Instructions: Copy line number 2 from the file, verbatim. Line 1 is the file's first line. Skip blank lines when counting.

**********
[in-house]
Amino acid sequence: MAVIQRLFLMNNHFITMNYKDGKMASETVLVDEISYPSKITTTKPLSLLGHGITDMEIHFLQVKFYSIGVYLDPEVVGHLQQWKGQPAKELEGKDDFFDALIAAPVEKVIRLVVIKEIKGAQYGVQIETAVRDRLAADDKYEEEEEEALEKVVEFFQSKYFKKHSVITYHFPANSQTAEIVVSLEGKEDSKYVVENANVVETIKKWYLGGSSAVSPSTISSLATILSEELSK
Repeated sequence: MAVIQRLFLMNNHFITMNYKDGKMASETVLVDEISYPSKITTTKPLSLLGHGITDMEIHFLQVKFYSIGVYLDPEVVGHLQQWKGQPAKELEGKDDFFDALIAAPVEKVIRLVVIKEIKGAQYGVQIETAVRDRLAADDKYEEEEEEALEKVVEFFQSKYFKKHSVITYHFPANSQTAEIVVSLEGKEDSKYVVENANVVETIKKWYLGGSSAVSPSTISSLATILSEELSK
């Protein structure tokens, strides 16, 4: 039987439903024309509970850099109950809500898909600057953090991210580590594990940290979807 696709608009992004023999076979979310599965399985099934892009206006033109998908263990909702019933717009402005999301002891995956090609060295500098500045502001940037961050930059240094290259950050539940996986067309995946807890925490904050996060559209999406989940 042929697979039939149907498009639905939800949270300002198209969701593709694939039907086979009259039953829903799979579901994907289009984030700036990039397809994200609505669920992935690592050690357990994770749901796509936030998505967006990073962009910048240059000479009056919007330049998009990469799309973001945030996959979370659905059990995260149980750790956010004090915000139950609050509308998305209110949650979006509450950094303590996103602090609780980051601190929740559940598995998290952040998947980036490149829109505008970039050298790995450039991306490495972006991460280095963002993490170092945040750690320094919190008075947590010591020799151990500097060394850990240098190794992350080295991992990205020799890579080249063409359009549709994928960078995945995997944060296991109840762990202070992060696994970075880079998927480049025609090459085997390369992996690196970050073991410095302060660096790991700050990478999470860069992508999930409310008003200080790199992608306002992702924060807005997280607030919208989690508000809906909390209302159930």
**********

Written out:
Amino acid sequence: MAVIQRLFLMNNHFITMNYKDGKMASETVLVDEISYPSKITTTKPLSLLGHGITDMEIHFLQVKFYSIGVYLDPEVVGHLQQWKGQPAKELEGKDDFFDALIAAPVEKVIRLVVIKEIKGAQYGVQIETAVRDRLAADDKYEEEEEEALEKVVEFFQSKYFKKHSVITYHFPANSQTAEIVVSLEGKEDSKYVVENANVVETIKKWYLGGSSAVSPSTISSLATILSEELSK